Sibelius: Symphonies Nos 5, 6 & 7. Royal Philharmonic Orchestra / Owain Arwel Hughes. © 2022 Rubicon Classics

CD Spotlight

Symphonic Maturity

PATRICK MAXWELL listens to Sibelius symphonies

'... the wind and brass playing is pristine throughout.'


I'm never quite sure what conductors feel they are going to get out of yet one more recording of Sibelius' symphonies. They're certainly seat-filling, in their own modern-but-non-modernist way. The music often seems an idyll from the anguished outburst and despairing gulfs of the last centuries' first two decades. In that general freedom from extra-musical associations, there's plenty of open-ended freedom to interpret. Yet once we've heard their depths and possibilities of Sibelius' vast landscapes and confined emotions, it's easy to wonder, I think, what a new recording really would add except another listing on the discography.

Perhaps the answer lies in the idea of voice. Sibelius' voice does seem very individual - unpretentious, not vehement but still ever-present. Where Mahler said a symphony must be 'like the world - it must embrace everything', Sibelius' idea is less universal, maybe less dogmatic or self-aggrandising. 'I do not think of a symphony', he commented, having composed his Sixth, 'only as music in this or that number of bars, but rather as an expression of a spiritual creed, a phase in one's inner life'. This is borne out by the evidence of that work's composition: in the manuscript Sibelius wrote out the bars before he did the music, a decision which must be part of the timeless, ethereal lightness which characterises the piece.

Listen — Sibelius: Poco vivace (Symphony No 6 in D minor)
(RCD1073 track 6, 0:00-0:51) ℗ 2022 Rubicon Classics Ltd :

Owain Arwel Hughes had certainly brought out the lightness and piquancy in this music through his new recording with the Royal Philharmonic Orchestra of the last three symphonies. The mountain-face that opens the Fifth unfolds into view with a true vastness, although more definition in string playing which accompanies the brass outburst was needed in balancing the confident statements with the underlying movement.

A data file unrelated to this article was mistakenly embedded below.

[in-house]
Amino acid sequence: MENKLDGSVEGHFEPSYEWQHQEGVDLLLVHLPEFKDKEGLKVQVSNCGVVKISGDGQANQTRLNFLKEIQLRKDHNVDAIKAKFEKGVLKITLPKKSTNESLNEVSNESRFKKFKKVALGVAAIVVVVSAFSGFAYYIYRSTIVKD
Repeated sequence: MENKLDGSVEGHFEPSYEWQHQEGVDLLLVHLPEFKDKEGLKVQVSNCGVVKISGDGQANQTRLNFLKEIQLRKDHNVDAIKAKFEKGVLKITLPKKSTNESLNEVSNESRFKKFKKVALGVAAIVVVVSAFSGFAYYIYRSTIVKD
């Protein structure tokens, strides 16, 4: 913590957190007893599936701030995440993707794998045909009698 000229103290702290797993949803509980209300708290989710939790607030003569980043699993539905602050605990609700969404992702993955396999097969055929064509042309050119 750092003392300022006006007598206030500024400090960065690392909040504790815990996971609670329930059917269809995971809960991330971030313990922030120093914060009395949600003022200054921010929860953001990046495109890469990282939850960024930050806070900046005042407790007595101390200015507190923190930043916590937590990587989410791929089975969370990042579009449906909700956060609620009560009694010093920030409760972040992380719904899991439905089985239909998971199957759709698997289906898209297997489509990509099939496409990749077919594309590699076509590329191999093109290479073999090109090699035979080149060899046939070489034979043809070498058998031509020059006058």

Listen — Sibelius: Tempo molto moderato (Symphony No 5 in E flat)
(RCD1073 track 1, 2:00-3:09) ℗ 2022 Rubicon Classics Ltd :

Sibelius' symphonies are remarkably short affairs, with his last, the seventh, taking somewhere around twenty minutes. His divergence from the modernists was in conception as well as style - Mahler, Schoenberg and Strauss were all finishing their massive orchestral firework-pieces (the Symphony for a Thousand, Gurre-Lieder and the Alpine Symphony) - around this same time the Finnish master opted to turn back to the lushness of mid-Romantic ease. Maybe it's a reason for his continued commercial success, but it also means that one can come out of a Sibelius symphony wondering just quite what it was all about in the way that you can't with Bruckner. Finlandia, a work purposefully layered with meaning, can make parts of his work like the second movement of the Fifth, seem like trivial asides.

Listen — Sibelius: Andante mosso, quasi allegretto (Symphony No 5 in E flat)
(RCD1073 track 2, 0:00-0:57) ℗ 2022 Rubicon Classics Ltd :

If it's true that listeners retreat to Sibelius to get away from the confusedly over-intellectualised experiences of Mahler, Stravinsky and Schoenberg, then it's still not clear what they are retreating to. Sibelius' trips through the wintry Finnish mornings often seem little more than excursions.

Not that the Royal Philharmonic does not add some interest along the way: string passages are treated with a wholly merited indulgence, and the wind and brass playing is pristine throughout. The delicately expectant third movement of the Fifth and the opening of the Sixth are played with an attention to detail which vividly portrays their different attitudes.

Listen — Sibelius: Allegro molto moderato (Symphony No 6 in D minor)
(RCD1073 track 4, 0:00-1:00) ℗ 2022 Rubicon Classics Ltd :

For an overview of Sibelius' symphonic maturity and total grasp of orchestral effects, this recording is a full and excellently communicated disc. It still leaves me, though, in doubtful silence as to what Sibelius' real motives were in writing these colourful, large-lensed but never truly profound works. And why did he stop writing them at all for so long? That sense of timelessness, of infinitude and lightness, is perhaps his greatest asset, and something most clearly articulated in the symphonies' very brevity, the works implicating that nothing would change the geographic vastness they conjure up.

Listen — Sibelius: Vivace - Presto - Adagio (Symphony No 7 in C)
(RCD1073 track 11, 4:03-4:45) ℗ 2022 Rubicon Classics Ltd :

Technical mastery Sibelius might show, but never, even in the best rendition, does his music say much more than a conventional music exploration can, at least while so little burdened by the passing of time.

Copyright © 11 September 2022 Patrick Maxwell,
Buckinghamshire, UK









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